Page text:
There was a man walking by, coming from work, Simon from Cyrene, the father of Alexander and Rufus. They made him carry Jesus’ cross.
The soldiers brought Jesus to Golgotha, meaning “Skull Hill.” They offered him a mild painkiller (wine mixed with myrrh), but he wouldn’t take it. And they nailed him to the cross. They divided up his clothes and threw dice to see who would get them.
They nailed him up at nine o’clock in the morning. The charge against him—THE KING OF THE JEWS—was printed on a poster. Along with him, they crucified two criminals, one to his right, the other to this left. People passing along the road jeered, shaking their heads in mock lament: “You bragged that you could tear down the Temple and then rebuild it in three days—so show us your stuff? Save yourself! If you’re really God’s Son, come down from that cross!”
The high priests, along with the religion scholars, were right there mixing it up with the rest of them, having a great time poking fun at him: “He saved others—but he can’t save himself! Messiah, is he? King of Israel? Then let him climb down from that cross. We’ll all become believers then!” Even the men crucified alongside him joined in the mockery.
At noon the sky became extremely dark. The darkness lasted three hours. At three o’clock, Jesus groaned out of the depths, crying loudly, “Eloi, Eloi, lama sabachthani?” which means, “My God, my God, why have you abandoned me?”
Some of the bystanders who heard him said, “Listen, he’s calling for Elijah.” Someone ran off, soaked a sponge in sour wine, put it on a stick, and gave it to him to drink, saying, “Let’s see if Elijah comes to take him down.”
But Jesus, with a loud cry, gave his last breath. At that moment the Temple curtain ripped down the middle. When the Roman captain standing guard in front of him saw that he had quit breathing, he said, “This has to be the Son of God!”
TAKEN TO THE TOMB
There were women watching from a distance, among them Mary Magdalene, Mary the mother of the younger James and Joses, and Salome. When Jesus was in Galilee, these women followed and served him, and had come up with him to Jerusalem.
Late in the afternoon, since it was the Day of Preparation (that is, Sabbath eve), Joseph of Arimathea, a highly respected member of the Jewish Council, came. He was one who lived expectantly, on the lookout for the kingdom of God. Working up his courage, he went to Pilate and asked for Jesus’ body. Pilate questioned whether he could be dead that soon and called for the captain to verify that he was really dead. Assured by the captain, he gave Joseph the corpse.
Having already purchased a linen shroud, Joseph took him down, wrapped him in the shroud, placed him in a tomb that had been cut from the rock, and rolled a large stone across the opening. Mary Magdalene and Mary, mother of Joses, watched the burial.
When the Sabbath was over, Mary Magdalene, Mary the mother of James, and Salome brought spices so they could embalm him. Very early on Sunday morning, as the sun rose, they went to the tomb. They worried out loud to each other, “Who will roll back the stone from the tomb for us?”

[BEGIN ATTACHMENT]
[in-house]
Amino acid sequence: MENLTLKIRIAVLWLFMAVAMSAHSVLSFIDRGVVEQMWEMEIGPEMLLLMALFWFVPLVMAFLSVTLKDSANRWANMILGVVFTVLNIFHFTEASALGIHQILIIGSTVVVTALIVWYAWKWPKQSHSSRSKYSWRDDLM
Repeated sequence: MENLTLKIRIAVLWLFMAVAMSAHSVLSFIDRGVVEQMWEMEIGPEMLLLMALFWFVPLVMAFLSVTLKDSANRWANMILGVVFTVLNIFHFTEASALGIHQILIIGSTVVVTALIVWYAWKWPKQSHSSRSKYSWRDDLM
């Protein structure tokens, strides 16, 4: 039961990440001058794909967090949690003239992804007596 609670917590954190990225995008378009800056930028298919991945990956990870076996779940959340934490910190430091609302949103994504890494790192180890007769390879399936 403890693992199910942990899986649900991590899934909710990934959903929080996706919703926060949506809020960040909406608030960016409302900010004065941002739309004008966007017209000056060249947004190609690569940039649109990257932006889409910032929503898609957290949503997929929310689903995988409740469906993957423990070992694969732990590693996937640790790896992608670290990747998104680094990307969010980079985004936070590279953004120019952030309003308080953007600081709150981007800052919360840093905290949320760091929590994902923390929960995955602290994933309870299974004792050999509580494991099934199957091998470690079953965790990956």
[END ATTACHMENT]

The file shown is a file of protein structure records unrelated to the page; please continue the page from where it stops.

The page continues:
Then they looked up, saw that it had been rolled back—it was a huge stone—walked right in. They saw a young man sitting on the right side, dressed all in white. They were completely taken aback, astonished.
He said, “Don’t be afraid. I know you’re looking for Jesus the Nazarene, the one they nailed to the cross. He’s been raised up; he’s here no longer. You can see for yourselves that the place is empty. Now—on your way. Tell his disciples and Peter that he is going on ahead of you to Galilee. You’ll see him there, exactly as he said.”
They got out as fast as they could, beside themselves, their heads swimming. Stunned, they said nothing to anyone.
[After rising from the dead, Jesus appeared early on Sunday morning to Mary Magdalene, whom he had delivered from seven demons. She went to his former companions, now weeping and carrying one, and told them. When they heard her report that she had seen him alive and well, they didn’t believe her.
Later he appeared, but in a different form, to two of them out walking in the countryside. They went back and told the rest, but they weren’t believed either.
Still later, as the Eleven were eating supper, he appeared and took them to task most severely for their stubborn unbelief, refusing to believe those who had seen him raised up. Then he said, “Go into the world. Go everywhere and announce the Message of God’s good news to one and all. Whoever believes and is baptized is saved; whoever refuses to believe is damned.
“These are some of the signs that will accompany believers: They will throw out demons in my name, they will speak in new tongues, they will take snakes in their hands, they will drink poison and not be hurt, they will lay hands on the sick and make them well.”
Then the Master Jesus, after briefing them, was taken up to heaven, and he sat down beside God in the place of honor. And the disciples went everywhere preaching, the Master working right with them, validating the Message with indisputable evidence.]
Note: Mark 16-9-20 [the portion in brackets] is contained only in later manuscripts.